Clinic for injured city employees is on verge of closure 

Dire budget estimates threaten a health clinic for city employees at San Francisco General Hospital, but an effort is planned to keep it open.

At a hearing held before the Board of Supervisors Budget and Finance Committee on Wednesday, city employees turned out to oppose the closure of the Worker’s Compensation Clinic that, after a Health Commission vote, is scheduled for March 15.

Dr. Mitch Katz, head of the Department of Public Health, said during the hearing that the Health Commission has also adopted a set of principles about budget cuts, including a principle to protect programs for "vulnerable populations, meaning people that have no choice" — programs such as mental health or substance abuse.

Closure would save the department $736,453, according to Public Health documents, and all employees would be reassigned. The clinic is set to stop taking patients Friday.

For the fourth time in three years, the Department of Public Health has recommended the closure of the most popular clinic for The City’s nearly 28,000 employees to go should they be injured on the job. This year the closure was fast-tracked as a result of impending budget cuts threatening programs.

The Department of Public Health is bracing for cuts in state funding that could be as much as $6.8 mil-

lion under Gov. Arnold Schwarzenegger’s current budget proposal. The City is also facing a nearly $230 million budget shortfall, which could affect the department, too.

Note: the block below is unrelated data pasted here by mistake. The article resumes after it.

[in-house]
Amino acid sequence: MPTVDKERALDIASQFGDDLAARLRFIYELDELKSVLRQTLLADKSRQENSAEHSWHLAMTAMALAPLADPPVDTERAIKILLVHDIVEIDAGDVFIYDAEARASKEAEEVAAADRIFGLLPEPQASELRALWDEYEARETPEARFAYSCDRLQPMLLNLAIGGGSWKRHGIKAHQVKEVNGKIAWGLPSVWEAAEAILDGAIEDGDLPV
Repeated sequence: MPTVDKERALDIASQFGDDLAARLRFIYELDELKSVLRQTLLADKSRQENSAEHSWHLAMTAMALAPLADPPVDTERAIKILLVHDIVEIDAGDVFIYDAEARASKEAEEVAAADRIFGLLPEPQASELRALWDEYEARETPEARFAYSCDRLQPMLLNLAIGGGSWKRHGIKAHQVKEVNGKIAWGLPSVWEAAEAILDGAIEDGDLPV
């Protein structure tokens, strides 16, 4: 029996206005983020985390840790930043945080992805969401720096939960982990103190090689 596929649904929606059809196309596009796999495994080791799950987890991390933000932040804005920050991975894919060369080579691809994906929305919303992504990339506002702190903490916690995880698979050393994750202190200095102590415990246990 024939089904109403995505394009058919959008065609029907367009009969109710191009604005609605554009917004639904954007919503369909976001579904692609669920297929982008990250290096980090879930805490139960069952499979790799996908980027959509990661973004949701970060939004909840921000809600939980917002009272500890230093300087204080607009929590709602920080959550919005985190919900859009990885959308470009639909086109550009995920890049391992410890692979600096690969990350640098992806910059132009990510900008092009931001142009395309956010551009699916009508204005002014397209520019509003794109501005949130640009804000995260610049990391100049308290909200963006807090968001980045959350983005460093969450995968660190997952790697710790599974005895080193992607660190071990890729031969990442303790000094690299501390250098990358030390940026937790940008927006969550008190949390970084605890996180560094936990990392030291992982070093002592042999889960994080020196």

The Worker’s Compensation Clinic at San Francisco General Hospital is one of nine health clinics that city employees can go to for treatment for workplace injuries, but the clinic at SFGH is the only public clinic and receives roughly 9,000 visits a year — about half of all worker’s compensation cases in The City, Katz said.

The rest of the clinics are run privately, and services, such as case management, are handled offsite. The case management is handled on site and free of charge at SFGH.

"The workers of The City including all of you, myself, we do have a set of choices," Katz told the supervisors. But there was no data measuring the efficiency or inefficiency of the clinic because of the complications surrounding the gathering of that data.

Opponents to closure include teachers, Muni operators, firefighters and nurses. They allege that accounting practices at the private clinics would keep The City from saving any money because of increased worker’s compensation cost elsewhere, including, for instance, case management work being done off-site by insurance companies, said Dr. Stephen Born, the medical director for SFGH Occupational Health Services.

The closure would result in costs moving from one city department to another — "from one pocket to another," Born said.

Supervisor Ross Mirkarimi, who asked for the hearing, said he will seek some legislative measure to keep the clinic from closing.

"This just does not smell right or feel right," Mirkarimi said.

dsmith@examiner.com

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